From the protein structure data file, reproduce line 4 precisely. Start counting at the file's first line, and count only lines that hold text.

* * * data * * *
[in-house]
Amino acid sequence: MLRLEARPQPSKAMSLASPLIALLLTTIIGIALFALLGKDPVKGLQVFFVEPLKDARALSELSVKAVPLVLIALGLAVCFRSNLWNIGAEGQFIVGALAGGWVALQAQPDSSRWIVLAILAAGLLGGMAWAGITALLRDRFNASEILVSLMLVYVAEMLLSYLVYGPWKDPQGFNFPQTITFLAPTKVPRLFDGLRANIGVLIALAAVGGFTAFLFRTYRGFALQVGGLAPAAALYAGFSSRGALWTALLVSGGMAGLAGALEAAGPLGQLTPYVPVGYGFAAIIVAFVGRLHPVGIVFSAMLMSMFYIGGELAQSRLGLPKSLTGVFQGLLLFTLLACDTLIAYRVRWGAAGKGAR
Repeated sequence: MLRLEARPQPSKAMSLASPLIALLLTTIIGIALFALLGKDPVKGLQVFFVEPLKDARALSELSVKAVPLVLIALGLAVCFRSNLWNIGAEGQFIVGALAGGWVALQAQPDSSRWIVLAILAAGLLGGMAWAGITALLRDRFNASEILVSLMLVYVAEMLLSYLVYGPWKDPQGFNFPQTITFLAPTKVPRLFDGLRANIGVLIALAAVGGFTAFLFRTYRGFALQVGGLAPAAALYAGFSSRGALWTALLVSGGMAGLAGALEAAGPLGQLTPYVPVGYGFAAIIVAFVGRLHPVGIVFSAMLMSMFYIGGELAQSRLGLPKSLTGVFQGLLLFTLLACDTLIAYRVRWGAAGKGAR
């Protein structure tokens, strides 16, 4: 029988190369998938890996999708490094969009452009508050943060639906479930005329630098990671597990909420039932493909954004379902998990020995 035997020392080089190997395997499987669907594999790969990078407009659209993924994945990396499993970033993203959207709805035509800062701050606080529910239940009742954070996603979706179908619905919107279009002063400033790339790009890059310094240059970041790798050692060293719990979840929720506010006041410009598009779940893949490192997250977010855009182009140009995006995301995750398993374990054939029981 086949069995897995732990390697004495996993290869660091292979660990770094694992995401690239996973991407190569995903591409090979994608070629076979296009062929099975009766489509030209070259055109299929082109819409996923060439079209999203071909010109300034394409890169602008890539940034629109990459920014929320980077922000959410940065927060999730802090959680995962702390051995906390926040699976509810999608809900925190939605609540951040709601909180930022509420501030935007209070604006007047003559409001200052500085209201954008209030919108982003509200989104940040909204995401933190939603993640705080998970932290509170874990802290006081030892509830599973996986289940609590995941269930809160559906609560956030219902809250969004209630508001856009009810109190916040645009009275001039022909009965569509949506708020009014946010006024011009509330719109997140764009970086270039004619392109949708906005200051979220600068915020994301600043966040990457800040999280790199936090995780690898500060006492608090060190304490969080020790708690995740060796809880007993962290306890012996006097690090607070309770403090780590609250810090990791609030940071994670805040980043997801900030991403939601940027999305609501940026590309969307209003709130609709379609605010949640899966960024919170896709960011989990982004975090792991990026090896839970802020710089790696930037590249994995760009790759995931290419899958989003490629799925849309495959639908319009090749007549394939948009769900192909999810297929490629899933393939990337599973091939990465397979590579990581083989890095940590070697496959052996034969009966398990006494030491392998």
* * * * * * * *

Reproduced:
């Protein structure tokens, strides 16, 4: 029988190369998938890996999708490094969009452009508050943060639906479930005329630098990671597990909420039932493909954004379902998990020995 035997020392080089190997395997499987669907594999790969990078407009659209993924994945990396499993970033993203959207709805035509800062701050606080529910239940009742954070996603979706179908619905919107279009002063400033790339790009890059310094240059970041790798050692060293719990979840929720506010006041410009598009779940893949490192997250977010855009182009140009995006995301995750398993374990054939029981 086949069995897995732990390697004495996993290869660091292979660990770094694992995401690239996973991407190569995903591409090979994608070629076979296009062929099975009766489509030209070259055109299929082109819409996923060439079209999203071909010109300034394409890169602008890539940034629109990459920014929320980077922000959410940065927060999730802090959680995962702390051995906390926040699976509810999608809900925190939605609540951040709601909180930022509420501030935007209070604006007047003559409001200052500085209201954008209030919108982003509200989104940040909204995401933190939603993640705080998970932290509170874990802290006081030892509830599973996986289940609590995941269930809160559906609560956030219902809250969004209630508001856009009810109190916040645009009275001039022909009965569509949506708020009014946010006024011009509330719109997140764009970086270039004619392109949708906005200051979220600068915020994301600043966040990457800040999280790199936090995780690898500060006492608090060190304490969080020790708690995740060796809880007993962290306890012996006097690090607070309770403090780590609250810090990791609030940071994670805040980043997801900030991403939601940027999305609501940026590309969307209003709130609709379609605010949640899966960024919170896709960011989990982004975090792991990026090896839970802020710089790696930037590249994995760009790759995931290419899958989003490629799925849309495959639908319009090749007549394939948009769900192909999810297929490629899933393939990337599973091939990465397979590579990581083989890095940590070697496959052996034969009966398990006494030491392998």